Even though it may seem obvious, let's start with a definition. From a medical perspective, diarrhea is stool that has enough liquid in it that it can no longer keep its happy log shape. A single abnormal one could be a fluke, but if it happens more than a couple times in a row, we can properly call it diarrhea. And if you want to get all nerdy technical about it you can refer to the "Bristol Stool Scale" and score the poops from 1 to 7:
(Note that where it says "lacking fibre" for stools scoring 5, this just applies to humans. In animals I would consider 5 to be borderline diarrhea.)
6 is what we sometimes refer to as "pudding" and 7, if it is sprayed out, is "firehose". That's it for the gross bits! All done. You can read on safely now.

Once you know your pet has diarrhea there are really just two important questions we need to consider:
1) How long has it been going on?
2) Does your pet have any other symptoms, or is she otherwise happy and normal?

To the first question, we're only going to talk here about diarrhea that has been going on less than roughly two weeks. This is acute diarrhea. The word acute sometimes confuses people as some believe it means severe, but it doesn't, it just means recent onset. Chronic diarrhea is due to a whole other set of causes, needs different tests and has different treatments. Fortunately it is relatively rare, while acute diarrhea is extremely common.

If the only symptom is diarrhea and there is no vomiting, lack of appetite or lethargy, then you can follow the advice here or just phone or email your veterinarian for their advice. There is no need to rush Billy-Bob down for an urgent examination. If, however, any other symptoms are present, then it's best to get him checked over.

Before we get to what to do, a word about causes. Acute diarrhea in previously healthy pets with no other symptoms is almost always due to either a virus or what we like to call a dietary indiscretion. Even if your pet is not in contact with other animals, viral diarrhea is still possible as these viruses can be found out in the environment and be easily transmitted on their paws (dogs especially) or on your shoes. And dietary indiscretion simply means having eaten something their system doesn't tolerate, like five day road-aged dead squirrel, stuffed pizza crust, nasty random thing in the garbage etc. (dogs especially, again). Keep in mind that what they can tolerate will change over time, so just because Ellie-Mae did well on bacon chips for years, doesn't mean that won't cause diarrhea now.

Treatment for this is usually simple because the body has remarkable healing mechanisms. Often all we need to do is turn off the tap and power down the poop making machine. To do this we need to temporarily replace their regular diet with a low residue diet that produces very little stool and therefore allows the gut to rest and heal. For this you have two options. You can either buy a commercial prescription low residue diet from your veterinarian such as "Gastro" or "I/D", or you can cook for your pet.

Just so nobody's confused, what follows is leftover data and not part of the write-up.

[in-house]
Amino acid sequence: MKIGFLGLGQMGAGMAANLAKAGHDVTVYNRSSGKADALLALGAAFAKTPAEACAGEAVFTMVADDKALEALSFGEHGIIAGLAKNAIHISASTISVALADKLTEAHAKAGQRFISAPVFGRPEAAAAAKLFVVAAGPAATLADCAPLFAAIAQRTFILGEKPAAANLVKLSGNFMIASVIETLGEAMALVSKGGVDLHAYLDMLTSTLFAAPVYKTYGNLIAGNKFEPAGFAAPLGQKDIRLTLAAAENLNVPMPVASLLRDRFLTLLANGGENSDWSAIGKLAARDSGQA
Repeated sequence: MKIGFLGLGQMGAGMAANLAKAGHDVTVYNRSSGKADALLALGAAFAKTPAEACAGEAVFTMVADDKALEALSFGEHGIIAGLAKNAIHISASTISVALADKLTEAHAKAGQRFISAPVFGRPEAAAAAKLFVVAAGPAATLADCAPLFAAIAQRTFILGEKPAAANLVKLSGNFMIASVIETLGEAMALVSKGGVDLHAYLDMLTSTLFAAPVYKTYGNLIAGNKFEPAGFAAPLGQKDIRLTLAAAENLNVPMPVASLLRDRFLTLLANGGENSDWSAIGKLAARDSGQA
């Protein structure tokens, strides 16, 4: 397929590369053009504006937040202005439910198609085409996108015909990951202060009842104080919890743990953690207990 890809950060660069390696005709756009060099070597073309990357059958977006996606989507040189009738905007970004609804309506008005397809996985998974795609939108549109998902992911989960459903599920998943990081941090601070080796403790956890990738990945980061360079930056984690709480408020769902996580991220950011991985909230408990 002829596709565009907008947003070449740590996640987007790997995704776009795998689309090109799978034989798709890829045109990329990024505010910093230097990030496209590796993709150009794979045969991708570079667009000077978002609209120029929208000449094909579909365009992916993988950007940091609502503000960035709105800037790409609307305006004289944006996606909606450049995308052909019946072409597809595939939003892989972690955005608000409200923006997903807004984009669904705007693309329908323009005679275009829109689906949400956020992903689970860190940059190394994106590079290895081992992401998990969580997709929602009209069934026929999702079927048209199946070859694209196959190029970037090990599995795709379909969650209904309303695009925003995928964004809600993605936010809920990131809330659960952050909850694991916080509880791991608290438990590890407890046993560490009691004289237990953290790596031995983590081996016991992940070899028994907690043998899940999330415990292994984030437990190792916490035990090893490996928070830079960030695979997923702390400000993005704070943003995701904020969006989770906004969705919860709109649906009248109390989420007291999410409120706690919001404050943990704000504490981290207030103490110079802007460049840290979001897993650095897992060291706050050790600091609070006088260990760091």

For dogs the magic recipe is:

1 part extra lean cooked ground beef (boil or fry and drain until it's just dry meat with no fat), or if your dog can't have beef, use lean chicken breast.
2 parts (by volume, just eyeballing it is fine) boiled white rice, not brown.

That's it! Frequent small meals is best. And no treats or anything else other than water to pass their lips. For cats I usually recommend just a pure lean protein source without the rice, such as canned fish packed in water, or cooked chicken or turkey breast.

Feed this until you've had 48 hours without diarrhea. If it is still persisting after that, please call your veterinarian! There may be no stool at all during this period, but that is not constipation, it is just the result of the low residue diet producing very little waste. Once you're past the two days, mix the low residue diet 50/50 with their regular food for a day or two before switching back completely.

One final wrinkle is that diarrhea that has been going on for a few days, but is not chronic yet, may be persisting due to "dysbiosis", which is both a fun word to say and a useful one to know as it describes an imbalance in the normal gut bacteria. We are learning more and more how helpful the bacteria in our large intestine are. That dead squirrel or sidewalk virus can sometimes lead to a change in that bacterial population that impairs the gut's ability to produce normal stools. Consequently, if a couple days of low residue diet haven't done the trick, your veterinarian may recommend a source of pre-biotic, which is something that feeds healthy bacteria, such as canned pumpkin (weird but true), and/or a pro-biotic, which provide large numbers of the good bacteria. Years ago we used to recommend yoghurt for this, but fortunately there are much better, more dog and cat specific, pro-biotics available now from your veterinarian.

With any luck, ta-da, normal poop! (Ahem, Bristol Stool Scale 3 or 4....)